Internet at work: what does the law say?

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Posted on August 28, 2015 at 7:40 p.m.Updated Sep 30, 2015, 10:45 a.m.

A “reasonable” use

In fact, the vast majority of companies practice tolerance on the use of the Internet at work. The National Commission for Informatics and Liberties (CNIL) sums it up as follows: “the use of these tools (…) must remain reasonable and must not affect network security or the productivity of the company”. And if the connection time exceeds this “reasonable”, the employee concerned risks dismissal for misconduct. This duration is not clearly established in the labor code, therefore, only case law serves as a legal basis. Justice considered that one hour of non-professional connection over a 30-hour week does not constitute grounds for dismissal; 41 hours over 1 month, yes.

Differentiate the professional from the staff

In addition to the question of time spent on social networks, personal messaging or various sites when you are at your workstation, there is also the question of the content consulted. It should be known that consulting illegal sites (pedophilia, incitement to terrorism, etc.) engages the criminal liability of the employee but also that of the employer.

Without reaching that point, the latter has every right to take cognizance of the connection data in his company, except those which are personal. The employees are then protected by the Penal Code (articles L226-15 and L432-9) which stipulates that “the employer must respect the secrecy of private correspondence”, including therefore with regard to electronic messaging. That said, it is up to the employee to identify what is personal, for example by mentioning it in the subject of his messages or by creating a “personal” file on his professional computer station.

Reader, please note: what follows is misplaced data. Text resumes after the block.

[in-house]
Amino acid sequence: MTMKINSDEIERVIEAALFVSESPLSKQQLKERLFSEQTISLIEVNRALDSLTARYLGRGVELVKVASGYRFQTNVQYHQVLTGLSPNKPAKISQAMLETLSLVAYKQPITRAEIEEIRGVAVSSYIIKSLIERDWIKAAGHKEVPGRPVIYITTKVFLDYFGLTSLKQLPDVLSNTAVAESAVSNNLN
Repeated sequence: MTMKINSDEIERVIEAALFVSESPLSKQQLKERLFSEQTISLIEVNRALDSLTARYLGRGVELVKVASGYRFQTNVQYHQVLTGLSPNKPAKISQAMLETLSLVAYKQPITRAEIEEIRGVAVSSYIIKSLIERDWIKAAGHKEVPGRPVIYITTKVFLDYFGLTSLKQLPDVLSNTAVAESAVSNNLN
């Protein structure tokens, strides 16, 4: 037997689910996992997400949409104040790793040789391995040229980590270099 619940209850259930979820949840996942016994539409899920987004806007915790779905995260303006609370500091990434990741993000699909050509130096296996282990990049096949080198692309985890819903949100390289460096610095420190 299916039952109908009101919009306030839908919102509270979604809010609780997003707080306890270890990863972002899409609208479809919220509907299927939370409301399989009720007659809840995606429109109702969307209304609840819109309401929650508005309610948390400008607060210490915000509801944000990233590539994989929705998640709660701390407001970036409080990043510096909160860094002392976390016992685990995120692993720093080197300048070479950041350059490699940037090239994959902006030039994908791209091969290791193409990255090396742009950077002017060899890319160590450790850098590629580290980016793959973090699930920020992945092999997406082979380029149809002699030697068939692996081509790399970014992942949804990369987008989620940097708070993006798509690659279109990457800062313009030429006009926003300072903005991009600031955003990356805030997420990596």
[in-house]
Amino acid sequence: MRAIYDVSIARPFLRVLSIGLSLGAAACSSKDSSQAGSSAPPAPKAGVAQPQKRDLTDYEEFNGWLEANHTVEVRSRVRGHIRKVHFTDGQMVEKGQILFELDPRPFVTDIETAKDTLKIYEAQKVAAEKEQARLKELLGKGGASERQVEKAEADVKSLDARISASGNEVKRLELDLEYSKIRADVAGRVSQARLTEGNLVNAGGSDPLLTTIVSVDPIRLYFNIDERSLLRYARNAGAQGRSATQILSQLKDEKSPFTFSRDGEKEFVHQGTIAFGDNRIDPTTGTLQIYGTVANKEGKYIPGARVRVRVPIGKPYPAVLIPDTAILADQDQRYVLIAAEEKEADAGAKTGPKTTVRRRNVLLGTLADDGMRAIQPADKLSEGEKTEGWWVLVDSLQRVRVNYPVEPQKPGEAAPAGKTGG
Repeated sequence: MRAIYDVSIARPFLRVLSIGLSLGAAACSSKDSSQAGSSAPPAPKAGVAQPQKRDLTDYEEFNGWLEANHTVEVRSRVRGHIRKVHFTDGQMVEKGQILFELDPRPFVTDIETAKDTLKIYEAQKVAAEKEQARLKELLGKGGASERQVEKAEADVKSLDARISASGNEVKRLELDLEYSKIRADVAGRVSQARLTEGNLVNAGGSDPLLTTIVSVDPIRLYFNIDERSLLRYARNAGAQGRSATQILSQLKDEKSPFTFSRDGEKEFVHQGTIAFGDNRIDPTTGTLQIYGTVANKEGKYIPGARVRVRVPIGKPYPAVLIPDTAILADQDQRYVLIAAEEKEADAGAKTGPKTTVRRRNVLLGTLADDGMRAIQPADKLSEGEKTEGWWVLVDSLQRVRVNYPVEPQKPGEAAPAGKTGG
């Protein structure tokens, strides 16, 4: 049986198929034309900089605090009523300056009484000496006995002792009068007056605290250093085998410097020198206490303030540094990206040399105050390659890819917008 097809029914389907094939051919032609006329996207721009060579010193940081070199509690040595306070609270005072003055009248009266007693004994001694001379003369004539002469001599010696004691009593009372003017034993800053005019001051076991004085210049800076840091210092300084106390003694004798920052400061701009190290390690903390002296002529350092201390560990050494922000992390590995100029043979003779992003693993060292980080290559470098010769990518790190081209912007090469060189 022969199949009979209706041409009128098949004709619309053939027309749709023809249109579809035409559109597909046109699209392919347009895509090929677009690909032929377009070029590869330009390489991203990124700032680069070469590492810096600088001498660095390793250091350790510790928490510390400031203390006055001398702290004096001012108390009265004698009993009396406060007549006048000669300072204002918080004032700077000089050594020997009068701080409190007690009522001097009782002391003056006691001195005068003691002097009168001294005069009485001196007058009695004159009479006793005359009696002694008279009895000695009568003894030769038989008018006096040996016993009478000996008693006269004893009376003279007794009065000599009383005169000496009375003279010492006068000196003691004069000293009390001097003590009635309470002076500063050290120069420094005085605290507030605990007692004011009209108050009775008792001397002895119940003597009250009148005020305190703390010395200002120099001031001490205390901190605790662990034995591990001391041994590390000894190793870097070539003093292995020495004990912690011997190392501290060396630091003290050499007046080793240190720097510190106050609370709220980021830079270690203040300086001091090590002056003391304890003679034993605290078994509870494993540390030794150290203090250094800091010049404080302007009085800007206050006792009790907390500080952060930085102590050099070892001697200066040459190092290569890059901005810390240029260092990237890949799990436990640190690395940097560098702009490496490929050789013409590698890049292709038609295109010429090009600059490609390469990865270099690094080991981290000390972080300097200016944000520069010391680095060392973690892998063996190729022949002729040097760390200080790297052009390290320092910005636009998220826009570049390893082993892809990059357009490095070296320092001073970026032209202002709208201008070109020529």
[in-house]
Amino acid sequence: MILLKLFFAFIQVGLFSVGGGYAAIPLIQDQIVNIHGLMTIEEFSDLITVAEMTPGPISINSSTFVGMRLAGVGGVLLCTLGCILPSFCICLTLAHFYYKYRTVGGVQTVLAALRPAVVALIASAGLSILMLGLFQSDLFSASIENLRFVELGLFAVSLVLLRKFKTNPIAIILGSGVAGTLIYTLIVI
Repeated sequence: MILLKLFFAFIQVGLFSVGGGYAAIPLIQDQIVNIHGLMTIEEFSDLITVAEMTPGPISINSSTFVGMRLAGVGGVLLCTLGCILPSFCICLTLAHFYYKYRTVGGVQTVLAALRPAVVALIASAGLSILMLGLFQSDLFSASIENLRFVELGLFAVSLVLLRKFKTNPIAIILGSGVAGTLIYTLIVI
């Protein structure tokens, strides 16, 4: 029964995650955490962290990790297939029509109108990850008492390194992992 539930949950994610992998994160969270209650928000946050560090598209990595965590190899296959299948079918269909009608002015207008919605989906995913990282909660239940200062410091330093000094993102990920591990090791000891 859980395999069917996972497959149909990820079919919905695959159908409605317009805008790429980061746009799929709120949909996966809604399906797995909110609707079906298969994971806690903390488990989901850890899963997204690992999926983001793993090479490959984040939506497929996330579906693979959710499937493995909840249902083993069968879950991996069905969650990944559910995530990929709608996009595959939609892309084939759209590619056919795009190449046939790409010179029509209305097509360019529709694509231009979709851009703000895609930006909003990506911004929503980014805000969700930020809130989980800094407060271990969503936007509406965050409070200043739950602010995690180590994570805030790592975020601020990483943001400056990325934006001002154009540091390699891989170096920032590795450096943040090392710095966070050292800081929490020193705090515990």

The employer can put conditions

Because yes, the employer has every right to ask for the password of a computer and to consult the professional data, if only to ensure the continuity of the activity of the company. He has just as much the right to restrict access to the Internet and to set up tools such as control software, archiving of connection data or even systematic analysis of email attachments, under certain conditions. however.

He must first consult the works council (or staff representatives), make a declaration to this effect to the CNIL and inform his employees on various points: the objective of the system put in place, the retention period of the data … A written document must, moreover, specify that the consultation of these data could be used for a possible disciplinary procedure.

Between “residual privacy” to which every employee is entitled at his place of work and the employer's obligations to protect his company as well as to ensure its productivity, good practices can perfectly be concretized by a charter which clearly establishes the conditions of employment. the use of the internet in the company.



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